(720b) Identifying the Active Site for the Water-Gas Shift Reaction over TiO2 Supported Pt Catalysts: Single Pt Atoms Versus Pt Clusters

Authors: 
Heyden, A., University of South Carolina
Ammal, S. C., University of South Carolina
Atomically dispersed noble metal catalysts on support surfaces offer maximum utilization of expensive noble metals that have potential applications in a variety of industrial chemical reactions. Fabrication of stable single atom catalysts has, especially in the case of Pt, always been a challenging task because of their high mobility that can lead to sintering under realistic reaction conditions. A few recent studies reported successful synthesis of single Pt atom catalysts on various supports which also showed excellent activity for CO oxidation and water-gas shift (WGS) at low temperatures. In spite of these advances, the exact nature and function of the active sites in these highly active catalysts is still a matter of debate and disagreements have been reported regarding the active site structures being single metal atoms or small metal nanoparticles. In this work, using a combination of DFT and microkinetic modeling techniques, we investigated the WGS activity of Pt catalysts supported on TiO2 (110) considering different active sites at a Pt cluster/TiO2 interface and a positively charged single Pt atom. Our goal is to determine under which conditions a specific active site is responsible for the majority of the observed experimental behavior.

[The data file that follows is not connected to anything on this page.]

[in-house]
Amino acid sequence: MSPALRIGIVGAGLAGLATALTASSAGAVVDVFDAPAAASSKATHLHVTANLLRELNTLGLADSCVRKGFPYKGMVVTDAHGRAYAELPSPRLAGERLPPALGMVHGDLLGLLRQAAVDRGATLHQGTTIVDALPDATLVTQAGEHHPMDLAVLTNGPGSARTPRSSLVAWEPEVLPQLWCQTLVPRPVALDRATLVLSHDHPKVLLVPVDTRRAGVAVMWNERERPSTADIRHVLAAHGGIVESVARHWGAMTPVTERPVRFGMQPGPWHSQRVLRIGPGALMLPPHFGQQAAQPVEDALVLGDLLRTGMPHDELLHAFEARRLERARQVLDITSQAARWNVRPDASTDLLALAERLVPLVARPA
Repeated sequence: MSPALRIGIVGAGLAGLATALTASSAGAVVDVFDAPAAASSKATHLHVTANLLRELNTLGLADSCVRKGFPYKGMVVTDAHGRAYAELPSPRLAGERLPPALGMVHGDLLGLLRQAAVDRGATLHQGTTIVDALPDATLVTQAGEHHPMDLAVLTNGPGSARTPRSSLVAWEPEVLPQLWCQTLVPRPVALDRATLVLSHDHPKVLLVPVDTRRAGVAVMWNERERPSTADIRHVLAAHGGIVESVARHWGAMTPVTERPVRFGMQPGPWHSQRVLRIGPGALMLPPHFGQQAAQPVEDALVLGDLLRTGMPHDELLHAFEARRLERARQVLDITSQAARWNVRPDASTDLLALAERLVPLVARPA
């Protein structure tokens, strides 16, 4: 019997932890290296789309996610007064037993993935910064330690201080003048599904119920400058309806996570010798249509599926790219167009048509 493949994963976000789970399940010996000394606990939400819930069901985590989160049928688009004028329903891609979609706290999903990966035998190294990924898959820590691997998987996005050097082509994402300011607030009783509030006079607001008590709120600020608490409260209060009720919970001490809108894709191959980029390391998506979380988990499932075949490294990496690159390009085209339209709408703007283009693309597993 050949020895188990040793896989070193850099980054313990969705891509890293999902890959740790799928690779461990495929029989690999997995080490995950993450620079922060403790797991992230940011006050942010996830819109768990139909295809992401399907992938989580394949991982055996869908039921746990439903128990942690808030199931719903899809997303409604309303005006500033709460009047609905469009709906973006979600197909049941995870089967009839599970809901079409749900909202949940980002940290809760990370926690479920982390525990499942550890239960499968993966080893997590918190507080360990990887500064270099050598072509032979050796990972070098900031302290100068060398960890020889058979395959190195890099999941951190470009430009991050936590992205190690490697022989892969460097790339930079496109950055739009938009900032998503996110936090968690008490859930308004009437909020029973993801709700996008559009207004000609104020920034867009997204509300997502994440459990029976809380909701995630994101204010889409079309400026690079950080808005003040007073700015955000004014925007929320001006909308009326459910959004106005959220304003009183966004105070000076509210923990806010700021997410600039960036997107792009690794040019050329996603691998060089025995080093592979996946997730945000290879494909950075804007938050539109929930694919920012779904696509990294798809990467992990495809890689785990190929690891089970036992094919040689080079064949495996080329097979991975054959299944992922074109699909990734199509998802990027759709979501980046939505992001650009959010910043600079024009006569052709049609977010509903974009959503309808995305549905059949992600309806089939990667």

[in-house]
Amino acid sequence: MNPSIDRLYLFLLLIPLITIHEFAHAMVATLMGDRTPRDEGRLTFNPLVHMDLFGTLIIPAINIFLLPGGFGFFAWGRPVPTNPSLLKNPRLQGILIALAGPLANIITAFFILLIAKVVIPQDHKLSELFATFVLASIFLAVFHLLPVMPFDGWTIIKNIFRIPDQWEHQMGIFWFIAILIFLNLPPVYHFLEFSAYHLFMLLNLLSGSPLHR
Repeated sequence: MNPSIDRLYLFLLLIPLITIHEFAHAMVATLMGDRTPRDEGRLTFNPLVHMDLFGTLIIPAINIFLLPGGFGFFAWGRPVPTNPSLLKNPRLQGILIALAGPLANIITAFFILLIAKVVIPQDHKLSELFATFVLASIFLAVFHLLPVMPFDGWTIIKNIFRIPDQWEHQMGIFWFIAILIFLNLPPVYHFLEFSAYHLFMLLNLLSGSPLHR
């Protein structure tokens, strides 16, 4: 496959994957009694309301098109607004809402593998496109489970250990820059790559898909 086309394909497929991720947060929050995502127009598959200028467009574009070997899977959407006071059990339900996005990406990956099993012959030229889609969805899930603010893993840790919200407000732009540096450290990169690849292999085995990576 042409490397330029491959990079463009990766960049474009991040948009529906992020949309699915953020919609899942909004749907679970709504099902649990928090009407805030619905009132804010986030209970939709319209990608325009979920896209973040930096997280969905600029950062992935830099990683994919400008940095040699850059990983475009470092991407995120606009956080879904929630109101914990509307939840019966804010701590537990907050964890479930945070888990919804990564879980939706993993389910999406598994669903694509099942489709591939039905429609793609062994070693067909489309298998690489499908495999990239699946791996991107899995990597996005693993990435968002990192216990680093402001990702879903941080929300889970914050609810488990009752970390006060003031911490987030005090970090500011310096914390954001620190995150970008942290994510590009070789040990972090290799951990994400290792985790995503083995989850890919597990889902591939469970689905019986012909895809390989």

We find that positively charged single Pt atoms, if stabilized on a TiO2 surface, can be as active or even more active as nanoclusters for the WGS at low temperatures (< 573 K). Corner interface Pt sites become most active at temperatures above 573 K. These results agree with the experimental report by Flytzani-Stephanopoulos group (J. Am. Chem. Soc. 2015, 137, 3470) that positively charged single Pt atoms on TiO2 are active for the WGS reaction. In a contradictory report, Stair and coworkers (Science 2015, 350, 189) claimed that the active site is the Pt nanoparticle and not the single Pt atoms based on the fact that they observed the disappearance of only the Pt nanoparticle related CO peak/spectrum and no change in the Pt single atom related CO peak during WGS reaction at a temperature of up to 300 °C. In our single atom model, one CO remains on the Pt atom throughout the catalytic cycle which can explain the non-disappearance of the Pt single atom related CO peak observed by the Stair group. In fact, this strongly adsorbed CO reduces the adsorption strength of the second CO molecule on Pt which reacts easily with the neighboring oxygen atom to form CO2. In other words, the support, one CO and one H atom act as ligands on the positively charged Pt atom. Overall, we find that the redox pathway operates on different types of active sites at the Pt/TiO2 (110) interface and oxygen vacancies on the TiO2 surface play a significant role in WGS activity.